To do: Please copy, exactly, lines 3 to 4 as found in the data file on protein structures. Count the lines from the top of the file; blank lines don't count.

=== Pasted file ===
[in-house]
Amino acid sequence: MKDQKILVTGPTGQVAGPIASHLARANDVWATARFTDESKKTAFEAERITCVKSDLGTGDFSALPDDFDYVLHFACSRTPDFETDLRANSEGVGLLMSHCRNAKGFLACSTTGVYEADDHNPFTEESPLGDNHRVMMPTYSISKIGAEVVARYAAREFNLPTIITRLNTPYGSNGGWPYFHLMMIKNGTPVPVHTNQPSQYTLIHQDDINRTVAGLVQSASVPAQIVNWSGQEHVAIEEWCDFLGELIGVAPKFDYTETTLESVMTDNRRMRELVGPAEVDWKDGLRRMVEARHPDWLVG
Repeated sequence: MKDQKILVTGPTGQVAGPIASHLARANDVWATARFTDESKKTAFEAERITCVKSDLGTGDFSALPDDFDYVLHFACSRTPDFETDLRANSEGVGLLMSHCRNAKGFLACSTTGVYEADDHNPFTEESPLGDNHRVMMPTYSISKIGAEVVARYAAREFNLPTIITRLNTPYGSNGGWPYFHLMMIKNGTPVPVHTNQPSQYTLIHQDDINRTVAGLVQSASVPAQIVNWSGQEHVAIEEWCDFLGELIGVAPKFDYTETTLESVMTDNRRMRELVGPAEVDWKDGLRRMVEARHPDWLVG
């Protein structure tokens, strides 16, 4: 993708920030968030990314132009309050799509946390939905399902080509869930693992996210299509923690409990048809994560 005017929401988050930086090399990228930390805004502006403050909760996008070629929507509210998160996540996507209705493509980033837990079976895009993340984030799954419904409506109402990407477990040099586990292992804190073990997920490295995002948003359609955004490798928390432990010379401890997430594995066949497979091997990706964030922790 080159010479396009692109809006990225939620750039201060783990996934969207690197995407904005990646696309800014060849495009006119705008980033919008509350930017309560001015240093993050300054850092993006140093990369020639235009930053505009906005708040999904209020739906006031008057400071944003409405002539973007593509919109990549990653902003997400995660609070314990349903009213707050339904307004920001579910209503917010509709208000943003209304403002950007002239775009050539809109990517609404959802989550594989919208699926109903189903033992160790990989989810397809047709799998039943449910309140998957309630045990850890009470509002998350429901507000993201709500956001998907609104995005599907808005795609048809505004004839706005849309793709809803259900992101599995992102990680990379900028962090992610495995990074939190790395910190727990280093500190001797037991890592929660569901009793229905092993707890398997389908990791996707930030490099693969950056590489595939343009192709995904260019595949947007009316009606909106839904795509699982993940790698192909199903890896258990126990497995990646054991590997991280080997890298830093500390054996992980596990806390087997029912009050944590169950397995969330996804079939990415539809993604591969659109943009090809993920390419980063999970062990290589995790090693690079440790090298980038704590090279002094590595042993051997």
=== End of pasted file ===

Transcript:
Repeated sequence: MKDQKILVTGPTGQVAGPIASHLARANDVWATARFTDESKKTAFEAERITCVKSDLGTGDFSALPDDFDYVLHFACSRTPDFETDLRANSEGVGLLMSHCRNAKGFLACSTTGVYEADDHNPFTEESPLGDNHRVMMPTYSISKIGAEVVARYAAREFNLPTIITRLNTPYGSNGGWPYFHLMMIKNGTPVPVHTNQPSQYTLIHQDDINRTVAGLVQSASVPAQIVNWSGQEHVAIEEWCDFLGELIGVAPKFDYTETTLESVMTDNRRMRELVGPAEVDWKDGLRRMVEARHPDWLVG
């Protein structure tokens, strides 16, 4: 993708920030968030990314132009309050799509946390939905399902080509869930693992996210299509923690409990048809994560 005017929401988050930086090399990228930390805004502006403050909760996008070629929507509210998160996540996507209705493509980033837990079976895009993340984030799954419904409506109402990407477990040099586990292992804190073990997920490295995002948003359609955004490798928390432990010379401890997430594995066949497979091997990706964030922790 080159010479396009692109809006990225939620750039201060783990996934969207690197995407904005990646696309800014060849495009006119705008980033919008509350930017309560001015240093993050300054850092993006140093990369020639235009930053505009906005708040999904209020739906006031008057400071944003409405002539973007593509919109990549990653902003997400995660609070314990349903009213707050339904307004920001579910209503917010509709208000943003209304403002950007002239775009050539809109990517609404959802989550594989919208699926109903189903033992160790990989989810397809047709799998039943449910309140998957309630045990850890009470509002998350429901507000993201709500956001998907609104995005599907808005795609048809505004004839706005849309793709809803259900992101599995992102990680990379900028962090992610495995990074939190790395910190727990280093500190001797037991890592929660569901009793229905092993707890398997389908990791996707930030490099693969950056590489595939343009192709995904260019595949947007009316009606909106839904795509699982993940790698192909199903890896258990126990497995990646054991590997991280080997890298830093500390054996992980596990806390087997029912009050944590169950397995969330996804079939990415539809993604591969659109943009090809993920390419980063999970062990290589995790090693690079440790090298980038704590090279002094590595042993051997």